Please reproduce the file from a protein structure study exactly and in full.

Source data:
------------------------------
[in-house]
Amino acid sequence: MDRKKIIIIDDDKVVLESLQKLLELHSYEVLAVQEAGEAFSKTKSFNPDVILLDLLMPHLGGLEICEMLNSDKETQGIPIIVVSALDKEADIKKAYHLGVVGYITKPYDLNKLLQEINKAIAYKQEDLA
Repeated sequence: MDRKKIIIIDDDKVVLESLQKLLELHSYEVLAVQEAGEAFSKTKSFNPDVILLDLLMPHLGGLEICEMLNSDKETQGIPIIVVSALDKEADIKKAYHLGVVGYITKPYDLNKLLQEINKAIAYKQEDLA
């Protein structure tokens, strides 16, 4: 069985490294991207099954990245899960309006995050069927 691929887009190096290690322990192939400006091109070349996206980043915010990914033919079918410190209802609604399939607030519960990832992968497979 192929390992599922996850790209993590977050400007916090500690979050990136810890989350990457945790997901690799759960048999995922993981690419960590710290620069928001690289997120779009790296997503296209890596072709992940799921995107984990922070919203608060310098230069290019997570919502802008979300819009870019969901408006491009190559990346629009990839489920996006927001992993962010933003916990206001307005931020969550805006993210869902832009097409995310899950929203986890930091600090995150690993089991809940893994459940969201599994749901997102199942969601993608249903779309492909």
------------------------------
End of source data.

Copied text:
[in-house]
Amino acid sequence: MDRKKIIIIDDDKVVLESLQKLLELHSYEVLAVQEAGEAFSKTKSFNPDVILLDLLMPHLGGLEICEMLNSDKETQGIPIIVVSALDKEADIKKAYHLGVVGYITKPYDLNKLLQEINKAIAYKQEDLA
Repeated sequence: MDRKKIIIIDDDKVVLESLQKLLELHSYEVLAVQEAGEAFSKTKSFNPDVILLDLLMPHLGGLEICEMLNSDKETQGIPIIVVSALDKEADIKKAYHLGVVGYITKPYDLNKLLQEINKAIAYKQEDLA
């Protein structure tokens, strides 16, 4: 069985490294991207099954990245899960309006995050069927 691929887009190096290690322990192939400006091109070349996206980043915010990914033919079918410190209802609604399939607030519960990832992968497979 192929390992599922996850790209993590977050400007916090500690979050990136810890989350990457945790997901690799759960048999995922993981690419960590710290620069928001690289997120779009790296997503296209890596072709992940799921995107984990922070919203608060310098230069290019997570919502802008979300819009870019969901408006491009190559990346629009990839489920996006927001992993962010933003916990206001307005931020969550805006993210869902832009097409995310899950929203986890930091600090995150690993089991809940893994459940969201599994749901997102199942969601993608249903779309492909």